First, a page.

to wrap the sticks with the right fabric; and all the additional tools he would need to get the job done.
And so after impressing his father with two brief demonstrations at their home that night, Thomas’ journey into fire dancing began. He managed an even more impressive performance at the show later that night by incorporating back flips into his fire dancing routine. He recalls his father was not too happy about the spontaneous addition to the programme.
When he came off the stage, there was a stern warning: “Don’t you ever do that. Let me know you’re going to do it first.”
In addition to the obvious risks with the fire and swallowing the kerosene oil, his father told him that sometimes he had experiences with the stage not being properly built and he could risk his life by jumping and falling through due to poor construction.
Regardless of his disapproval of the back flips, Thomas spoke of the pride he heard in his father’s voice when he overheard him boasting about his performance with the other members of the group.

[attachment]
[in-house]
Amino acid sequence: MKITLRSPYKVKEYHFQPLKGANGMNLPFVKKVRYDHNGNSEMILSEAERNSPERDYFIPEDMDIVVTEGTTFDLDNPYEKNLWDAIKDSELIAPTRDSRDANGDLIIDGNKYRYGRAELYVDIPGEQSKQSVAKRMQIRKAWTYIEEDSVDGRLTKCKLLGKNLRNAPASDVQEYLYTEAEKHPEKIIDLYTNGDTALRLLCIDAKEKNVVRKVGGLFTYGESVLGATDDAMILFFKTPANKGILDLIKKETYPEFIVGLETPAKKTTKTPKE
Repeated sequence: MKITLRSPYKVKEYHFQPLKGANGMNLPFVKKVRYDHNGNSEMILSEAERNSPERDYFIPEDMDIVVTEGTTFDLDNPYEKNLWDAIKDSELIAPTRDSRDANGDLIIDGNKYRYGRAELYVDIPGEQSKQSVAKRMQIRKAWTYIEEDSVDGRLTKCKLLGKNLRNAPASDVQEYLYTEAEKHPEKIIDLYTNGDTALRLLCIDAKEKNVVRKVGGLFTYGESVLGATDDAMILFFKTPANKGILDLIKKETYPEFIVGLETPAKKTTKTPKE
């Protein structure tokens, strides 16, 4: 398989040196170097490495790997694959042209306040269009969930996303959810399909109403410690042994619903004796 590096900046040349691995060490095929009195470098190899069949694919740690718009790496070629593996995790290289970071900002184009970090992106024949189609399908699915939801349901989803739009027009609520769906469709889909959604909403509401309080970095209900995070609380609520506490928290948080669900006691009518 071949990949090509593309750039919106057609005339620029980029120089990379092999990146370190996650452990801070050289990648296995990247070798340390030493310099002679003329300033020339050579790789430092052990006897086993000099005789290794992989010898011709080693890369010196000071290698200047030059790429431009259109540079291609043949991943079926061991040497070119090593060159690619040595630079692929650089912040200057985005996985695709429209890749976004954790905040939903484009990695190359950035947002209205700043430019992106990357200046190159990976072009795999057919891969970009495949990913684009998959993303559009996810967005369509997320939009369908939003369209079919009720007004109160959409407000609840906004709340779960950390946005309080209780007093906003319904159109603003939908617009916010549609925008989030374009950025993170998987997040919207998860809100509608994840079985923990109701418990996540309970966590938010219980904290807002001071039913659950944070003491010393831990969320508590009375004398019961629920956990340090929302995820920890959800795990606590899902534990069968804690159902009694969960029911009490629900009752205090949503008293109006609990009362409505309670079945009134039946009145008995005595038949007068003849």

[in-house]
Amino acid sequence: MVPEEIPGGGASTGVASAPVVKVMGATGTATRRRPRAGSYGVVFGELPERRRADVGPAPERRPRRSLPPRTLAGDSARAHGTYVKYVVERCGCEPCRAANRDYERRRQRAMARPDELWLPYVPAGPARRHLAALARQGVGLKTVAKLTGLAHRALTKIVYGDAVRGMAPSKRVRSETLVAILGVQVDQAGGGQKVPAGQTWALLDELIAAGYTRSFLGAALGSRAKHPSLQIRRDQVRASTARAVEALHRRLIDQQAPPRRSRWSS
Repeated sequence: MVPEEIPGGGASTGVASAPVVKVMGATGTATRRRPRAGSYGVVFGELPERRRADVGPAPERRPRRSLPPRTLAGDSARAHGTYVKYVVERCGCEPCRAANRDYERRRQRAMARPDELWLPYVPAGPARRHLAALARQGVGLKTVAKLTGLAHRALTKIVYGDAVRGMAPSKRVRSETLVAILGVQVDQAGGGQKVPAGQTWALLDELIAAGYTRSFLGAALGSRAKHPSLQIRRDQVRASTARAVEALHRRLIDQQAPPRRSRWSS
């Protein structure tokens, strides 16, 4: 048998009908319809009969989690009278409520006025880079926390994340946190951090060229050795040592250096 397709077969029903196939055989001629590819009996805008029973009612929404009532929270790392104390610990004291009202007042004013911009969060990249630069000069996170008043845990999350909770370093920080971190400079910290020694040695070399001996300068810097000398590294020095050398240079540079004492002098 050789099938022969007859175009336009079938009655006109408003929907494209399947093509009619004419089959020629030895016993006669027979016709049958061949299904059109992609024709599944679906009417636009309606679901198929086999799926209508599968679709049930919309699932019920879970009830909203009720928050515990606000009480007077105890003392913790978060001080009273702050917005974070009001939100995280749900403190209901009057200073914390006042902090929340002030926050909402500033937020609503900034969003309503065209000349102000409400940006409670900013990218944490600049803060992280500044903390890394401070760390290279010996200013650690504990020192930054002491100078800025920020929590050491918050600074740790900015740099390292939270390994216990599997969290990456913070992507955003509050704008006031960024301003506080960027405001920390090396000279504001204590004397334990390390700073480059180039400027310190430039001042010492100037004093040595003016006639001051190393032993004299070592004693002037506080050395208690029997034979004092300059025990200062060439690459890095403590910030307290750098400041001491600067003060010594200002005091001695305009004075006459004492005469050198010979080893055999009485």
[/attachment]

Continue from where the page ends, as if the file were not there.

“I was washing out my mouth when I heard him and the boys saying ‘Your son looked good man’ and he said ‘Yeah, he’s my backbone.’”
Since his debut performance that night, Thomas explained that he has been trying to keep his performances as lively possible in order to hold the crowd’s attention. He has done extensive experimentation including lighting cotton balls on fire, juggling them and putting them out in his mouth. In some cases he also replaced the fire sticks with spears. He would light them on fire and use them to create different shapes as they spun in the air. His son even introduced him to using hand sanitizer as an alternative to create different effects with the fire.
However, as fun and exciting as it can be, Thomas explained that fire dancing is not without its risks. There are serious health hazards associated with this type of performance, particularly the risk for cancer in the mouth and other ailments linked to the accidental ingestion of kerosene oil.
At first Thomas used malt beverages to help in the event that he accidentally swallowed the kerosene oil but this remedy soon became ineffective. Someone then told him about using alcohol as a replacement. But since he was intolerant, this was not a practical option. Eventually he experimented with using milk and after a successful trial he continued to drink it before and after his performances.